As a broader term, sustainability in textiles encompasses both naturally produced eco-friendly fibers and synthetic materials that, on their own, aren’t great for nature, yet become greener when recycled.
Here are some stats- globally, the fashion industry makes up 10% of the world’s carbon emissions and over 20% of wastewater! Even worse is that this trend is set to see a staggering 50% jump by 2030, according to United Nations Environment Program (UNEP).
We are producing and buying more clothes than ever. It’s time to slow down and make conscious choices to reverse this trend. Instead of buying a lot of low-quality fast fashion, how about going for fewer but much higher quality, eco-friendly sustainable clothing?
It’s a great idea to choose fabrics made with sustainable materials! In this article, we’ll take a closer look at a few popular eco-friendly fabrics.Here are the top sustainable Fabrics to choose from for an Eco-Conscious Lifestyle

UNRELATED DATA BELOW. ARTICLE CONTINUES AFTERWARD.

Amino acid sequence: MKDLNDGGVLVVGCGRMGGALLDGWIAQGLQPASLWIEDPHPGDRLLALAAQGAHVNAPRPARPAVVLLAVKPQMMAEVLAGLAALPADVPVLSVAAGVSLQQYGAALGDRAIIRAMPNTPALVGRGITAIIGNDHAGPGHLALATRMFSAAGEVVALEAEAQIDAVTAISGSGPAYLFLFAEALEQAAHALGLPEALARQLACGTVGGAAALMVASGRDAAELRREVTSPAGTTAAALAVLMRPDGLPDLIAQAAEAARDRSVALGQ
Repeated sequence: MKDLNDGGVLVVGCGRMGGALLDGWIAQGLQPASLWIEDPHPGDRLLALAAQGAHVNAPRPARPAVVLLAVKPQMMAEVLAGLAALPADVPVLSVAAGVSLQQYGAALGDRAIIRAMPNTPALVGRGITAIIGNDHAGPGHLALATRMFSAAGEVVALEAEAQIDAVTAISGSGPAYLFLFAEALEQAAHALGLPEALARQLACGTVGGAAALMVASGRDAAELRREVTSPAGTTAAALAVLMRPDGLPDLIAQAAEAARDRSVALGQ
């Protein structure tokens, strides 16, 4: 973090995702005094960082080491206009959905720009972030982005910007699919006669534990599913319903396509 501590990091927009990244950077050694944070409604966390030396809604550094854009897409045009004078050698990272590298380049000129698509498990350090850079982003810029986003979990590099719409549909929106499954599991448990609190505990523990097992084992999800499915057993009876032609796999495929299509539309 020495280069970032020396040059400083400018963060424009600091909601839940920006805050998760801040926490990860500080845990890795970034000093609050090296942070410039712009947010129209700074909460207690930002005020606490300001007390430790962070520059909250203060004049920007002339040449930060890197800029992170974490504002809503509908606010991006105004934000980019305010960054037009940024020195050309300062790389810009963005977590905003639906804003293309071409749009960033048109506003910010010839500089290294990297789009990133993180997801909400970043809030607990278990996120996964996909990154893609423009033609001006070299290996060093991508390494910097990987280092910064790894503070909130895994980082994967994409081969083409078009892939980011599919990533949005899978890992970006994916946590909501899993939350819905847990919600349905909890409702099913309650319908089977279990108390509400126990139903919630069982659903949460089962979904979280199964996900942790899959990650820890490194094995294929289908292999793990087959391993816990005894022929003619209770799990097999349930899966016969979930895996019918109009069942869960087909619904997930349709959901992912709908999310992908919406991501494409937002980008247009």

Organic Cotton fabric is the most widely used textile, which takes up disproportionate amounts of water, energy, and heavy pesticides to thrive and grow. On the other hand, organically grown cotton uses about 62% less energy and 88% less water, making it kinder to the environment.
No pesticides, harmful chemicals, or genetically modified seeds (GMOs) are used in organic cotton cultivation. This type of cotton is natural, skin-friendly, and perfect for any fabric-based product.
Over the past few years, organic cotton’s popularity as an eco-friendly alternative has surged. Several well-known apparel brands have embraced it, and there are a host of up-and-coming labels devoted to selling only this fabric.